Discovering Knowledge from Local Patterns in SAGE Data

Discovering Knowledge from Local Patterns in SAGE Data

Bruno Crémilleux (Université de Caen, France), Arnaud Soulet (Université François Rabelais de Tours, France), Jiri Kléma (Czech Technical University in Prague, Czech Republic), Céline Hébert (Université de Caen, France) and Olivier Gandrillon (Université de Lyon, France)
DOI: 10.4018/978-1-60566-218-3.ch012
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Abstract

The discovery of biologically interpretable knowledge from gene expression data is a crucial issue. Current gene data analysis is often based on global approaches such as clustering. An alternative way is to utilize local pattern mining techniques for global modeling and knowledge discovery. Nevertheless, moving from local patterns to models and knowledge is still a challenge due to the overwhelming number of local patterns and their summarization remains an open issue. This chapter is an attempt to fulfill this need: thanks to recent progress in constraint-based paradigm, it proposes three data mining methods to deal with the use of local patterns by highlighting the most promising ones or summarizing them. Ideas at the core of these processes are removing redundancy, integrating background knowledge, and recursive mining. This approach is effective and useful in large and real-world data: from the case study of the SAGE gene expression data, we demonstrate that it allows generating new biological hypotheses with clinical application.
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Introduction

In many domains, such as gene expression data, the critical need is not to generate data, but to derive knowledge from huge and heterogeneous datasets produced at high throughput. It means that there is a great need for automated tools helping their analysis. There are various methods, including global techniques such as hierarchical clustering, K-means, or co-clustering (Madeira & Oliveira, 2004) and approaches based on local patterns (Blachon et al., 2007). In the context of genomic data, a local pattern is typically a set of genes displaying specific expression properties in a set of biological situations. A great interest of local patterns is to capture subtle relationships in the data which are not detected by global methods and leading to the discovery of precious nuggets of knowledge (Morik et al., 2005). But, the toughness of extraction of various local patterns is a substantial limitation of their use (Ng et al.,1998; Bayardo, 2005). As the search space of the local patterns exponentially grows according to the number of attributes (Mannila &Toivonen, 1997), this task is even more difficult in large datasets (i.e., datasets where objects having a large number of columns).This is typically the case in gene expression data: few biological situations (i.e., objects) are described by ten of thousands of gene expressions values (i.e., attributes) (Becquet et al. 2002). In such situations, naive methods or usual level-wise techniques are unfeasible (Pan et al.,2003; Rioult et al., 2003). Nevertheless, especially in the context of transactional data, the recent progress in constraint-based pattern mining (see for instance (Bonchi & Lucchese, 2006; De Raedt et al., 2002) enable to extract various kind of patterns even in large datasets (Soulet et al., 2007). But, this approach has still a limitation: it tends to produce an overwhelming number of local patterns. Pattern flooding follows data flooding: the output is often too large for an individual and global analysis performed by the end-user. This is especially true in noisy data,such as genomic data where the most significant patterns are lost among too many trivial, noisy and redundant information. Naive techniques such as tuning parameters of methods (e.g., increasing the frequency threshold) limit the output but only lead to produce trivial and useless information.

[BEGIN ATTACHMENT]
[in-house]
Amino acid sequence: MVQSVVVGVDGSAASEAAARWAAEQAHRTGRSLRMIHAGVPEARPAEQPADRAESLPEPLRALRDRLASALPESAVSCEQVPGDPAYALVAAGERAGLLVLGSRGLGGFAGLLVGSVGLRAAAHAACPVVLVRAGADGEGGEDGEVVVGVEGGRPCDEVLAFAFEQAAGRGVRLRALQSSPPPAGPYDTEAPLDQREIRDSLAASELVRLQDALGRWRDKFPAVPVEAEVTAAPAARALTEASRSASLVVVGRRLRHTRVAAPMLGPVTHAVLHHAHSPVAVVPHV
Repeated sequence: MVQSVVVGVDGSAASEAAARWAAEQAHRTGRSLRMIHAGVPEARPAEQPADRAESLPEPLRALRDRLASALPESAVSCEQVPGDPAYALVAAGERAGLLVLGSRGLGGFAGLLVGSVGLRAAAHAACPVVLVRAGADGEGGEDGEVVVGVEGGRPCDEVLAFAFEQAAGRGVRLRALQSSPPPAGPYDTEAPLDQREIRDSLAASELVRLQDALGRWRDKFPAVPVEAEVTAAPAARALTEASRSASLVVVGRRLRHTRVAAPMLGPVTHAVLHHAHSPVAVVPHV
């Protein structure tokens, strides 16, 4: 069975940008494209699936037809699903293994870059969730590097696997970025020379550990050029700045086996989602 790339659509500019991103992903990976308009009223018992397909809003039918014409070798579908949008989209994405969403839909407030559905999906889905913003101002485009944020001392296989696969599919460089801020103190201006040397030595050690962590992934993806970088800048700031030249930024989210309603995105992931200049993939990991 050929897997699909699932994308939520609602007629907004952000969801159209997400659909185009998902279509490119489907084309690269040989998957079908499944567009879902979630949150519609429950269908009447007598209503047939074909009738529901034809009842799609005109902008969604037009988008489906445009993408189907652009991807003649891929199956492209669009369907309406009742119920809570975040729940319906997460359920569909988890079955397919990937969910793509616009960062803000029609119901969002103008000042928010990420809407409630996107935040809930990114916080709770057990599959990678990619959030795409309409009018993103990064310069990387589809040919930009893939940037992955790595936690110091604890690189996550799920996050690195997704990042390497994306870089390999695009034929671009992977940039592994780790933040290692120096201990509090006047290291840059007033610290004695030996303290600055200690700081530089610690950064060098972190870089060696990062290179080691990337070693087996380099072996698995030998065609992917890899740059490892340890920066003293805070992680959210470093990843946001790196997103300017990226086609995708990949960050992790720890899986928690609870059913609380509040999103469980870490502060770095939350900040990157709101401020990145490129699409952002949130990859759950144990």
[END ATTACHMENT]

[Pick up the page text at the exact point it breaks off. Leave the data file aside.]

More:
This paper tackles this challenge. Relying on recent progress in constraint-based paradigm, it presents three data mining methods to deal with the use of local patterns by highlighting the most promising ones or summarizing them. The practical usefulness of these methods are supported by the case study of the SAGE gene expression data (introduced in the next section). First, we provide a method to mine the set of the simplest characterization rules while having a controlled number of exceptions. Thanks to their property of minimal premise, this method limits the redundancy between rules. Second, we describe how to integrate in the mining process background knowledge available in literature databases and biological ontologies to focus on the most promising patterns only. Third, we propose a recursive pattern mining approach to summarize the contrasts of a dataset: only few patterns conveying a trade-off between significance and representativity are produced. All of these methods can be applied even on large data sets. The first method comes within the general framework of removing redundancy and providing lossless representations whereas the two others propose summarizations (all the information cannot be regenerated but the most meaningful features are produced). We think that these two general approaches are complementary. Finally, we sum up the main lessons coming from mining and using local patterns on SAGE data, both from the data mining and the biological points of view. It demonstrates the practical usefulness of these approaches enabling to infer new relevant biological hypotheses.

This paper abstracts our practice of local patterns discovery from SAGE data. We avoid technical details (references are given for in-depth information), but we emphasize the main principles and results and we provide a cross-fertilization of our “in silico” approaches for discovering knowledge in gene expression data from local patterns.

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Table of Contents
Foreword
Riccardo Bellazzi
Preface